Curtailing Police Pensions: Not As Simple As It May Seem

A recent Wall Street Journal article, “Ill-Funded Police Pensions Put Cities in a Bind,” discusses problems cities have experienced after cutting police pensions and other benefits.

According to the article, police and firefighter pensions are among the worst funded in the country, with a median of 71 cents for every dollar needed for future liabilities. In comparison, median funding for general municipal pension plans is 78% and the country’s hundred largest corporate pension plans are 85% funded.

The Wall Street Journal points out that police pensions were the first nonmilitary retirement systems in the United States, originally created in the late 1800s. Reducing these pensions may have political fallout, because voters generally empathize strongly with police officers.

The article focuses particular attention on the cities of San Jose, Dallas, and Memphis. In 2012, at the behest of the former mayor, voters in San Jose reduced police officers’ benefits. Hundreds of police officers responded by quitting; many started working at nearby cities that offered better benefits. Currently, over 16% of police officer positions in San Jose are vacant, the city has the lowest number of police officers per capita among the country’s 35 largest cities, and response times for the most serious calls have increased in the past five years from 6.1 minutes to 7.3 minutes.

A lawsuit filed by labor unions invalidated some of San Jose’s new pension legislation. While maintaining some of the pension savings, the City has taken steps to provide police officers with greater compensation than they received before the cuts, with a ten percent raise last month and three percent raises promised for each of the next two years. Police academy enrollment has recently increased. It remains to be seen whether San Jose’s situation will continue to stabilize.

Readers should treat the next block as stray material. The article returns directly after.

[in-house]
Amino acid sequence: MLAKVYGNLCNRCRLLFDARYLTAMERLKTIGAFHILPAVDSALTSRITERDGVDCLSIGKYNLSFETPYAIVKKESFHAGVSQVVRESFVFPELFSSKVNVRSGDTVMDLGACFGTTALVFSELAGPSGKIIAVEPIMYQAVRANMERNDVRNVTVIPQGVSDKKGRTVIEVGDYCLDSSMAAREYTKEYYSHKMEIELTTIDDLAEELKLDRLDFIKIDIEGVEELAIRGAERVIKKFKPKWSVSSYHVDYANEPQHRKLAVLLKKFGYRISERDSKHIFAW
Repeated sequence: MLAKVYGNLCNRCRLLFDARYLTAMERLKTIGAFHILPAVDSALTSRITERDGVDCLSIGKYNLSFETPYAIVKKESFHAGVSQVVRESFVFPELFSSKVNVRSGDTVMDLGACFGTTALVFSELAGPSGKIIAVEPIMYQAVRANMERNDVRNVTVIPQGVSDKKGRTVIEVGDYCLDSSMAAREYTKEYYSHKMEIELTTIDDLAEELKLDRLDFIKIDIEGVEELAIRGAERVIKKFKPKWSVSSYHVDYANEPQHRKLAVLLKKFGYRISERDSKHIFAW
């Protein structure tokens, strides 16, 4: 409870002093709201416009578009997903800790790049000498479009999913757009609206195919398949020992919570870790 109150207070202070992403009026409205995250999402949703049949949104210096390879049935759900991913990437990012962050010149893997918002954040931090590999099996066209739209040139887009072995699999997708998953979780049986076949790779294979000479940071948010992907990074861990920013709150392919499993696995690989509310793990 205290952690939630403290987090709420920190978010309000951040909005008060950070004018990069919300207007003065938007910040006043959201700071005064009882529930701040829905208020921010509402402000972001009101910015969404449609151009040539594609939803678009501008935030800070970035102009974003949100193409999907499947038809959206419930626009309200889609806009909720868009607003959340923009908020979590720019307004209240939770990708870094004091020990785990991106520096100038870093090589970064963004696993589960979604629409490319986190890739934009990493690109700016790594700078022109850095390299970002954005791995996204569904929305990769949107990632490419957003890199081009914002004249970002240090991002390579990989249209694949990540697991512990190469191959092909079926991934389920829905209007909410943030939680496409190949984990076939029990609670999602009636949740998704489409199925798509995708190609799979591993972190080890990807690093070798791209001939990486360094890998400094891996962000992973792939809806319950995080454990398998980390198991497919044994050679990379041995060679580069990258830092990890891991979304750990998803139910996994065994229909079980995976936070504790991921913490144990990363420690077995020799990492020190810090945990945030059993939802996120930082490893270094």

The Wall Street Journal article also discusses Dallas’s severely underfunded police and firefighter pensions, with funding levels at only 36%. Finally, the Wall Street Journal reports on the exodus of police officers and rise in crime rates in Memphis after pension plans were replaced with a hybrid plan combining pensions and 401(k) plans.


As demonstrated in San Jose, Dallas, and Memphis, changes to police pension funds are challenging at best, both in political terms and in terms of maintaining police services.


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